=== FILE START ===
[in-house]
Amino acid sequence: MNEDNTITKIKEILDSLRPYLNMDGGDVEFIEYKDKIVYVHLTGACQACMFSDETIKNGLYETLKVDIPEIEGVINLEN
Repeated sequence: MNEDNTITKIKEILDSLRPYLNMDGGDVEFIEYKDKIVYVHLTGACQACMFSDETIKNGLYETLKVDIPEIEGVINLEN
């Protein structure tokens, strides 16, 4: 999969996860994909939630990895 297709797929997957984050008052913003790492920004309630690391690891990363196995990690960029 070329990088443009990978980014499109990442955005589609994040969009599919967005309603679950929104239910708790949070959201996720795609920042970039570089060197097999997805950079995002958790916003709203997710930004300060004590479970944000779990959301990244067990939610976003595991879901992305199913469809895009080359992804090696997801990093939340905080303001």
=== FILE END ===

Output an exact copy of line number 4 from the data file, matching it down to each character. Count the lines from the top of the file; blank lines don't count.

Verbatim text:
């Protein structure tokens, strides 16, 4: 999969996860994909939630990895 297709797929997957984050008052913003790492920004309630690391690891990363196995990690960029 070329990088443009990978980014499109990442955005589609994040969009599919967005309603679950929104239910708790949070959201996720795609920042970039570089060197097999997805950079995002958790916003709203997710930004300060004590479970944000779990959301990244067990939610976003595991879901992305199913469809895009080359992804090696997801990093939340905080303001």